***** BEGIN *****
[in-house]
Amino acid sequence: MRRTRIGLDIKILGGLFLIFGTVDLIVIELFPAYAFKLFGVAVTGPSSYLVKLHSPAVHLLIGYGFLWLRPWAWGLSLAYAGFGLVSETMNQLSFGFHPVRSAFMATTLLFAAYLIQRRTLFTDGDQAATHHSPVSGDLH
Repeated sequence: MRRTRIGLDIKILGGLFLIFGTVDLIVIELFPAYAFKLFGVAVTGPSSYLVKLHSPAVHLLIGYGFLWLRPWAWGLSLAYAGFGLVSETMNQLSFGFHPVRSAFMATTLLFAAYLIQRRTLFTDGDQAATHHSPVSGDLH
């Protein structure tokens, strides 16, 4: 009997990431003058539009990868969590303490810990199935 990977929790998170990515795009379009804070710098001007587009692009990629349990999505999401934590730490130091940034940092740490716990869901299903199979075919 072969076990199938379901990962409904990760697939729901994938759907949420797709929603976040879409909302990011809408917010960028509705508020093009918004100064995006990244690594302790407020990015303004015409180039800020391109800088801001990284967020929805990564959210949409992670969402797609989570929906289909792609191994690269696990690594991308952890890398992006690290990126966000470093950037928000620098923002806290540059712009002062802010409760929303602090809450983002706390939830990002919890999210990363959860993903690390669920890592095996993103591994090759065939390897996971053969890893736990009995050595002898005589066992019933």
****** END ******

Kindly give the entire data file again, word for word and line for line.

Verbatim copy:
[in-house]
Amino acid sequence: MRRTRIGLDIKILGGLFLIFGTVDLIVIELFPAYAFKLFGVAVTGPSSYLVKLHSPAVHLLIGYGFLWLRPWAWGLSLAYAGFGLVSETMNQLSFGFHPVRSAFMATTLLFAAYLIQRRTLFTDGDQAATHHSPVSGDLH
Repeated sequence: MRRTRIGLDIKILGGLFLIFGTVDLIVIELFPAYAFKLFGVAVTGPSSYLVKLHSPAVHLLIGYGFLWLRPWAWGLSLAYAGFGLVSETMNQLSFGFHPVRSAFMATTLLFAAYLIQRRTLFTDGDQAATHHSPVSGDLH
């Protein structure tokens, strides 16, 4: 009997990431003058539009990868969590303490810990199935 990977929790998170990515795009379009804070710098001007587009692009990629349990999505999401934590730490130091940034940092740490716990869901299903199979075919 072969076990199938379901990962409904990760697939729901994938759907949420797709929603976040879409909302990011809408917010960028509705508020093009918004100064995006990244690594302790407020990015303004015409180039800020391109800088801001990284967020929805990564959210949409992670969402797609989570929906289909792609191994690269696990690594991308952890890398992006690290990126966000470093950037928000620098923002806290540059712009002062802010409760929303602090809450983002706390939830990002919890999210990363959860993903690390669920890592095996993103591994090759065939390897996971053969890893736990009995050595002898005589066992019933």